Finally: Will the withdrawal be a prelude to a peace agreement in Tigray?

Peace would require a number of steps.

Here are some that might be involved:

  • Opening talks with the TPLF leadership who won the 2020 election in Tigray by a landslide. This would mean dropping talk (in the communique above) of them being a “criminal clique” and accepting them as legitimate partners.
  • The involvement of the African Union in talks. The AU has already appointed mediators, who were then rejected by PM Abiy.
  • An end to the dispute with Sudan over the al-Fashaga triangle. The UN reported that Eritrean troops were involved in the conflict.
  • A resolution of the dispute over the waters of the Nile between Ethiopia, Sudan and Egypt, since the building of the Great Renaissance Dam
  • Reparations and reconstruction in Tigray, together with a return of the looted historic treasures which have been taken by the Eritrean troops.

These are only some of the issues that will have to be resolved.

Even a glance at this list shows how difficult it will be.

Might the UAE play a role in bringing the dispute to an end? They were involved in the 2018 peace agreement between Abiy and Isaias. And they have offered to mediate in the Nile dispute over the GERD. 

But the alternative to “jaw-jaw” is “war-war” and that could continue for years, if this opportunity is not grasped.



  1. The war started because the TPLF attacked the Northern command is a fabrication and fake. Abiy, the Amhara leadership and Eritrea spent time, money and energy to attack Tigray before that.
    How is it possible Abiy was able to muster the coordination of Eritrea, Amhara, special forces and the Ethiopian Defense force within 3 days to attack Tigray. It is a fantasy.

  2. It is only a ruse! The predator regimes of Ethiopia and Eritrea are already feeling the diplomatic and economic pressures. They, therefore, want to forestall any contemplated genocide inquiry and chance of punitive military action from the west. Their plan is more likely to constitute a reconfigured Vichy Tigray, under a new Ethio-Eritrea regime.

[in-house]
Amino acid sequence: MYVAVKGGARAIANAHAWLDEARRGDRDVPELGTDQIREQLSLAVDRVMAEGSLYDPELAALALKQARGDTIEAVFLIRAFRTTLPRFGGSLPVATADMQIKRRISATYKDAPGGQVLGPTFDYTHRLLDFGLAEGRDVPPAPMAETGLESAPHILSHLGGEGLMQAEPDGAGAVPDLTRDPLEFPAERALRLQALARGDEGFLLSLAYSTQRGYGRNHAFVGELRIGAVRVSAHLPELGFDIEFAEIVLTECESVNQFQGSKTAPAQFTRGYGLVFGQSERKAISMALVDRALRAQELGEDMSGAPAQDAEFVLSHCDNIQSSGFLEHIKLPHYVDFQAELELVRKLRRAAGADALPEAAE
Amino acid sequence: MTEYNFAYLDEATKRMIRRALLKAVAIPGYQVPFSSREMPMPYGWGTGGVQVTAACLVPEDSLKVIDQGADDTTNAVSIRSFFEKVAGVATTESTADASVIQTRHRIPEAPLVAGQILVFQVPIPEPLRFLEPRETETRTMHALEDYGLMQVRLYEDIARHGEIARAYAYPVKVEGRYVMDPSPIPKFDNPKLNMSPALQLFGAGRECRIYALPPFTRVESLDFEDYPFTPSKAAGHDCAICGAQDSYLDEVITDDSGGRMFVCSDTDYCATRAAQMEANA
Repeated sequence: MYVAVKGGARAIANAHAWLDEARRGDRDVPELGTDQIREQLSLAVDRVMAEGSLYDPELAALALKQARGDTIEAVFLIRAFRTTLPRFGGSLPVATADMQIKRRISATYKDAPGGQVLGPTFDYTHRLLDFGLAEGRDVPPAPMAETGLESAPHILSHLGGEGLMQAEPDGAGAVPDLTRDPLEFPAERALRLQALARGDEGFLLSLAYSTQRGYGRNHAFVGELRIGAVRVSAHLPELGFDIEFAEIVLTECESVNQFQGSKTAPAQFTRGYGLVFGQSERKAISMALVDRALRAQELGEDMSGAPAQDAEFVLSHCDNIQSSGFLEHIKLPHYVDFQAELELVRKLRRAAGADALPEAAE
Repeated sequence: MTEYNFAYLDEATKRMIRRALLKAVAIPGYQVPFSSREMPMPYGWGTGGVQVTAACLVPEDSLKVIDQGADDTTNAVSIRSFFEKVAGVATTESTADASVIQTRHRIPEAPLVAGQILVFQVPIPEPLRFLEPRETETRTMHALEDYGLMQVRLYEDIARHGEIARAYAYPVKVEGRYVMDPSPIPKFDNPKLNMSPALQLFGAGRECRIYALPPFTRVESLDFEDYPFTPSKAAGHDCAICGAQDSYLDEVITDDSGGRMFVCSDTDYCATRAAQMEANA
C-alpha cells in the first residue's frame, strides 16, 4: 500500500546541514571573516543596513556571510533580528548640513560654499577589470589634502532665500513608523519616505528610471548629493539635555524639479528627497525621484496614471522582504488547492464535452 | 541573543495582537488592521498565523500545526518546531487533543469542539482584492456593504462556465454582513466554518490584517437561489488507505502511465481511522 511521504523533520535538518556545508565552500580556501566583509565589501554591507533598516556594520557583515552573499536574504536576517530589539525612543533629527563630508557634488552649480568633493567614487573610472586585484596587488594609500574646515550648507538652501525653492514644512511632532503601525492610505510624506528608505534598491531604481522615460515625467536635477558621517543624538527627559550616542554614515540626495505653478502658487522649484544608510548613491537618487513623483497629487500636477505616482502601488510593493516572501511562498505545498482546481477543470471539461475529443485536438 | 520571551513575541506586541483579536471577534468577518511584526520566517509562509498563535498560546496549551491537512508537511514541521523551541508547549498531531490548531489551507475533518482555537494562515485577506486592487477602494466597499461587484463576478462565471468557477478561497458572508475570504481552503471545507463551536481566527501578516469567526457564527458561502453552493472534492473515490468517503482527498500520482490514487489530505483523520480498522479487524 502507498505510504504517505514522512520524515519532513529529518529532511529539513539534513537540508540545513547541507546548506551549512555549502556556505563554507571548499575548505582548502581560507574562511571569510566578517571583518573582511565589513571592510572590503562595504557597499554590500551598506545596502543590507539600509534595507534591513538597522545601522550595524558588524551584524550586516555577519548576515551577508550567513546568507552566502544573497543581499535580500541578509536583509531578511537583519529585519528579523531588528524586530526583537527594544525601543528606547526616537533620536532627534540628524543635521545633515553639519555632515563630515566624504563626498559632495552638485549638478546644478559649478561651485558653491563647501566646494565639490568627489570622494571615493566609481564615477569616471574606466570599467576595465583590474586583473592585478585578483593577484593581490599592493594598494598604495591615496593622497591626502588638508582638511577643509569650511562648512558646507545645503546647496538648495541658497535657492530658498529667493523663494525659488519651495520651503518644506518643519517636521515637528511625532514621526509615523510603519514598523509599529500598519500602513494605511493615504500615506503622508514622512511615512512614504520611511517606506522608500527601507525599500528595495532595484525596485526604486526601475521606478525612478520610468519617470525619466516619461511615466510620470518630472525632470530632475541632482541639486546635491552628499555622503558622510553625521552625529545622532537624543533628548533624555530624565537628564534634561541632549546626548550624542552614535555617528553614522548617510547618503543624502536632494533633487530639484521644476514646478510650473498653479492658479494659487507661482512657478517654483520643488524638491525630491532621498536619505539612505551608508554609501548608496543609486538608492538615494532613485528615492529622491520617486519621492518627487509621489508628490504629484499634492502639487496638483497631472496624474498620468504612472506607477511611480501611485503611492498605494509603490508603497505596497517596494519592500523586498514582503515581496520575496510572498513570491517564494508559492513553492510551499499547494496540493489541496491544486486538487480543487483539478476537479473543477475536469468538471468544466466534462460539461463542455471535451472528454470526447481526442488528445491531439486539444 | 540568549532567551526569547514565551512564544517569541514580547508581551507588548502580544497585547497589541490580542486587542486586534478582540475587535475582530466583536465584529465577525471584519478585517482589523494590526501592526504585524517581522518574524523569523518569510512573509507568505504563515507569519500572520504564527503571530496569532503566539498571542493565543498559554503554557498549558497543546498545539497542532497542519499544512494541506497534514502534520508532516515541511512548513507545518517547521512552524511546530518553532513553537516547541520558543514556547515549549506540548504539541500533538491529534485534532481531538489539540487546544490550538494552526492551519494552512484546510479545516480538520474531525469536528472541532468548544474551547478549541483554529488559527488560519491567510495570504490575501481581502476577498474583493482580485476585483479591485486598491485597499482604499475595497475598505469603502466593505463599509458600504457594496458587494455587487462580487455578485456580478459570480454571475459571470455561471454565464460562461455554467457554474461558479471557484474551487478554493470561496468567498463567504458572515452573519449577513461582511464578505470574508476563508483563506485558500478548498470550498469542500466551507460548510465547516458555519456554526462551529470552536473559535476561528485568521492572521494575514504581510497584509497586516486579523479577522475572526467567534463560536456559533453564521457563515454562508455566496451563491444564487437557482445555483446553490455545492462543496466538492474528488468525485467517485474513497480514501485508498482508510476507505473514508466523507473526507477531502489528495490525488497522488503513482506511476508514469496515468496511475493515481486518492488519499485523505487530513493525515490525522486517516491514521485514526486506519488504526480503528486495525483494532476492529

3. This means nothing. Abiy and Isaias are the least trustworthy people in the world. This is a game for the gallery, a filibustering to win time. I have no hope from these two.

  4. Re-defining ( Tigray territory obliteration ) Tigre is not a consequence but the main agenda of the war from the start. We haven’t seen the end yet. More and more minimization on its way.
    The territories of the long marginalized people’s like Oromo and Somalis will flow suit. While the eyes of the world is on the genocide of Tigre people, an almost equal sinister atrocities are waged in the regions of long marginalized peoples. Way beyond divide and rule tactics are perpetrated in every region – tribalism ( the disease of the Somali culture ) being used to a perfection in the Somali Ethiopian region; to a point were Madamar win is assured plus 100% in the coming fraudulent election.
    According to Madamar, federalism was wrong and regions should be restructured. That is when Oromo and Somali region will be taken care – their regions power minimized beyond recognitions.
    Then it will be Amara majority and Amarization all over again – a monster rule we got a 3 decade reprieve from: the sole agenda of Abiy and his string puppeteers – the Amara-elites.

    A Somali Ethiopian